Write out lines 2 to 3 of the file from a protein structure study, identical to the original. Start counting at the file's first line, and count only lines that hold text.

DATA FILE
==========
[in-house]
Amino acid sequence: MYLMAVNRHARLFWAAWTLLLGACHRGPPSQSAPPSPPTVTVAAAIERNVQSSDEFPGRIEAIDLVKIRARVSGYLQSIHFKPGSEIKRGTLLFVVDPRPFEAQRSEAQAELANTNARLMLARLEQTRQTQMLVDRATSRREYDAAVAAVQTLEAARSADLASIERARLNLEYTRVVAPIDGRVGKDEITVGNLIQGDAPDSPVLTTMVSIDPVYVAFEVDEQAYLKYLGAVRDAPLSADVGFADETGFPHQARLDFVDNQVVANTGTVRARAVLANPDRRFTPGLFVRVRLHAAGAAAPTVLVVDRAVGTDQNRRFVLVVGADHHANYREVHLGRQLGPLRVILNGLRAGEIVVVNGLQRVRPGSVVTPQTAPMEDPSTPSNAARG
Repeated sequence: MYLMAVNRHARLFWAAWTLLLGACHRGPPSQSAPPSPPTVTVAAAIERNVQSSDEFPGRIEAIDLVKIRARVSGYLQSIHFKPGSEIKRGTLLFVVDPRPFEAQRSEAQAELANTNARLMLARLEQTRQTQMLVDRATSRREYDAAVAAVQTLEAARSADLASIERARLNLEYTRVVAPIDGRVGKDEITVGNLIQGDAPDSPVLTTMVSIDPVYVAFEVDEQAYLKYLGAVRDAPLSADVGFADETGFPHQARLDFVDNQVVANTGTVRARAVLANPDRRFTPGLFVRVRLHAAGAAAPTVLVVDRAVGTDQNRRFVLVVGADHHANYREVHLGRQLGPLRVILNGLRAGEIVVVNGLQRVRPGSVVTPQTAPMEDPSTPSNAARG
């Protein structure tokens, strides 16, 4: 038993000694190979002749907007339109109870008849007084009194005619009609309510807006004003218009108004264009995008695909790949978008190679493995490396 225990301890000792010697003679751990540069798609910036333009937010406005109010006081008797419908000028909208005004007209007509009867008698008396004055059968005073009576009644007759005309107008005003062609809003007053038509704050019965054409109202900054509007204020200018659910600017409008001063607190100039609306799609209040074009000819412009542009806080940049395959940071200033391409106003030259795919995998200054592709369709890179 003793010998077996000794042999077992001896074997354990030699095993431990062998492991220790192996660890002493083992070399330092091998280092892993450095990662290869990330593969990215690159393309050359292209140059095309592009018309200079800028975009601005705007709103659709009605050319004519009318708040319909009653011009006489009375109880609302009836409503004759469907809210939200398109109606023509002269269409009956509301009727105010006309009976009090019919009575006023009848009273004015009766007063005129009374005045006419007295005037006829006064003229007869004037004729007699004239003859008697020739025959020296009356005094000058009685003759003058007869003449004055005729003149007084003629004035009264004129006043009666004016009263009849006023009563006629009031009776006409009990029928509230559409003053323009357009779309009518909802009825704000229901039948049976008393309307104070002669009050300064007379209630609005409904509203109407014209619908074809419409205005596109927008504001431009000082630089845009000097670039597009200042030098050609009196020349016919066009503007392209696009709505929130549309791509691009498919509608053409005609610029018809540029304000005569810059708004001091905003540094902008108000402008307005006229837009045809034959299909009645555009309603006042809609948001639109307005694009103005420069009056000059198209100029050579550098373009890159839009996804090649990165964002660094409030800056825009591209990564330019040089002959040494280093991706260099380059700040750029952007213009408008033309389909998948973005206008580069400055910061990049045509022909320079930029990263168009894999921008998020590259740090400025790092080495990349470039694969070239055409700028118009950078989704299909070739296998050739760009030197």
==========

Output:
Amino acid sequence: MYLMAVNRHARLFWAAWTLLLGACHRGPPSQSAPPSPPTVTVAAAIERNVQSSDEFPGRIEAIDLVKIRARVSGYLQSIHFKPGSEIKRGTLLFVVDPRPFEAQRSEAQAELANTNARLMLARLEQTRQTQMLVDRATSRREYDAAVAAVQTLEAARSADLASIERARLNLEYTRVVAPIDGRVGKDEITVGNLIQGDAPDSPVLTTMVSIDPVYVAFEVDEQAYLKYLGAVRDAPLSADVGFADETGFPHQARLDFVDNQVVANTGTVRARAVLANPDRRFTPGLFVRVRLHAAGAAAPTVLVVDRAVGTDQNRRFVLVVGADHHANYREVHLGRQLGPLRVILNGLRAGEIVVVNGLQRVRPGSVVTPQTAPMEDPSTPSNAARG
Repeated sequence: MYLMAVNRHARLFWAAWTLLLGACHRGPPSQSAPPSPPTVTVAAAIERNVQSSDEFPGRIEAIDLVKIRARVSGYLQSIHFKPGSEIKRGTLLFVVDPRPFEAQRSEAQAELANTNARLMLARLEQTRQTQMLVDRATSRREYDAAVAAVQTLEAARSADLASIERARLNLEYTRVVAPIDGRVGKDEITVGNLIQGDAPDSPVLTTMVSIDPVYVAFEVDEQAYLKYLGAVRDAPLSADVGFADETGFPHQARLDFVDNQVVANTGTVRARAVLANPDRRFTPGLFVRVRLHAAGAAAPTVLVVDRAVGTDQNRRFVLVVGADHHANYREVHLGRQLGPLRVILNGLRAGEIVVVNGLQRVRPGSVVTPQTAPMEDPSTPSNAARG